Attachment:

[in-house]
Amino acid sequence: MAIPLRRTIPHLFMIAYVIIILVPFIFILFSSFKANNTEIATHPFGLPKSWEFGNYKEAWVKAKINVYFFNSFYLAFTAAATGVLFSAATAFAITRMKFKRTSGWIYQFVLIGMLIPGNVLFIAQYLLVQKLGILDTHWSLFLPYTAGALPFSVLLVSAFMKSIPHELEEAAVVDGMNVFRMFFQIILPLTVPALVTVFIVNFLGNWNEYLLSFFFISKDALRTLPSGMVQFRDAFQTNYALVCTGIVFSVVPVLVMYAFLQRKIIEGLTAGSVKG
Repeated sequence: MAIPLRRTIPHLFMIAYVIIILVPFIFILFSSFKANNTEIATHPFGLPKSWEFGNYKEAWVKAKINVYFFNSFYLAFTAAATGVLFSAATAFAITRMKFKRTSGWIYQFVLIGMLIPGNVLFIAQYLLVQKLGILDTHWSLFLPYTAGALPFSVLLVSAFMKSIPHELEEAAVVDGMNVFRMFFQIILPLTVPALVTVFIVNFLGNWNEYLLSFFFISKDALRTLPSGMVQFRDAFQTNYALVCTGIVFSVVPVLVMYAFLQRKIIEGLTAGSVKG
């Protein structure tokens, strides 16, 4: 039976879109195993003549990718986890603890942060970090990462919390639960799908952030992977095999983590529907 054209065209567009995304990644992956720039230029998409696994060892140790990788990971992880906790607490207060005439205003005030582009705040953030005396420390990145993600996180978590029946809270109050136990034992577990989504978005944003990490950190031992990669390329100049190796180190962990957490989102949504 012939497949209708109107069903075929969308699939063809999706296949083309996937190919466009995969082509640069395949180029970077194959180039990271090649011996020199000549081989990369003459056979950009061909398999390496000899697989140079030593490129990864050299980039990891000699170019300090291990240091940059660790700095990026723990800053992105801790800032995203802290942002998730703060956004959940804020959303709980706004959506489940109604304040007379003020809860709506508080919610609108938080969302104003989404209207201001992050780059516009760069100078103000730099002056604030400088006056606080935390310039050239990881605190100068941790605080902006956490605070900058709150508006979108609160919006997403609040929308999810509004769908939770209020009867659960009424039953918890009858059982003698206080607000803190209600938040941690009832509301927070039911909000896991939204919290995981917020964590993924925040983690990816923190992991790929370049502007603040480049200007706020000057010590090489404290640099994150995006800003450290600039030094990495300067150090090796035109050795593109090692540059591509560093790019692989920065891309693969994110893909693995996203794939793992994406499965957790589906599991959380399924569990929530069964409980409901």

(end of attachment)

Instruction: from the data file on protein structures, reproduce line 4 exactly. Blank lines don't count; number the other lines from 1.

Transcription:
């Protein structure tokens, strides 16, 4: 039976879109195993003549990718986890603890942060970090990462919390639960799908952030992977095999983590529907 054209065209567009995304990644992956720039230029998409696994060892140790990788990971992880906790607490207060005439205003005030582009705040953030005396420390990145993600996180978590029946809270109050136990034992577990989504978005944003990490950190031992990669390329100049190796180190962990957490989102949504 012939497949209708109107069903075929969308699939063809999706296949083309996937190919466009995969082509640069395949180029970077194959180039990271090649011996020199000549081989990369003459056979950009061909398999390496000899697989140079030593490129990864050299980039990891000699170019300090291990240091940059660790700095990026723990800053992105801790800032995203802290942002998730703060956004959940804020959303709980706004959506489940109604304040007379003020809860709506508080919610609108938080969302104003989404209207201001992050780059516009760069100078103000730099002056604030400088006056606080935390310039050239990881605190100068941790605080902006956490605070900058709150508006979108609160919006997403609040929308999810509004769908939770209020009867659960009424039953918890009858059982003698206080607000803190209600938040941690009832509301927070039911909000896991939204919290995981917020964590993924925040983690990816923190992991790929370049502007603040480049200007706020000057010590090489404290640099994150995006800003450290600039030094990495300067150090090796035109050795593109090692540059591509560093790019692989920065891309693969994110893909693995996203794939793992994406499965957790589906599991959380399924569990929530069964409980409901």